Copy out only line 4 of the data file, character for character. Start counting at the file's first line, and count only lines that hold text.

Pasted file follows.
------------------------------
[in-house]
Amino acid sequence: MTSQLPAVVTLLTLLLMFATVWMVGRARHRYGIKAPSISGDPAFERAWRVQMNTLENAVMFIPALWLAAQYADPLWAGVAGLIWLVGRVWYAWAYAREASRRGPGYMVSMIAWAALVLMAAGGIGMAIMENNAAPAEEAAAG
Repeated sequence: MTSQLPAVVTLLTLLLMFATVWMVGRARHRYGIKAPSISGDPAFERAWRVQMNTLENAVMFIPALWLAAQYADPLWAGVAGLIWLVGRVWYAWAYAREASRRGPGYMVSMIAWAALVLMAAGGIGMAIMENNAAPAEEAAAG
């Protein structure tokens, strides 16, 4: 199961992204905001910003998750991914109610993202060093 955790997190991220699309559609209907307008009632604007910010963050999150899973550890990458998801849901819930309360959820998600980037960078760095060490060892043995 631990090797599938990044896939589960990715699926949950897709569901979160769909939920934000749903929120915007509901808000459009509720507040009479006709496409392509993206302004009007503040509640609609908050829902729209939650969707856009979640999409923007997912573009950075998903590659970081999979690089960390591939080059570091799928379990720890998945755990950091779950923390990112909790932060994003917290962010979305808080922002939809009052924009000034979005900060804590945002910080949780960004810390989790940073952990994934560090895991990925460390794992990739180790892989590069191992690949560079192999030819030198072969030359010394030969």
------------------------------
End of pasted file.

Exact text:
């Protein structure tokens, strides 16, 4: 199961992204905001910003998750991914109610993202060093 955790997190991220699309559609209907307008009632604007910010963050999150899973550890990458998801849901819930309360959820998600980037960078760095060490060892043995 631990090797599938990044896939589960990715699926949950897709569901979160769909939920934000749903929120915007509901808000459009509720507040009479006709496409392509993206302004009007503040509640609609908050829902729209939650969707856009979640999409923007997912573009950075998903590659970081999979690089960390591939080059570091799928379990720890998945755990950091779950923390990112909790932060994003917290962010979305808080922002939809009052924009000034979005900060804590945002910080949780960004810390989790940073952990994934560090895991990925460390794992990739180790892989590069191992690949560079192999030819030198072969030359010394030969």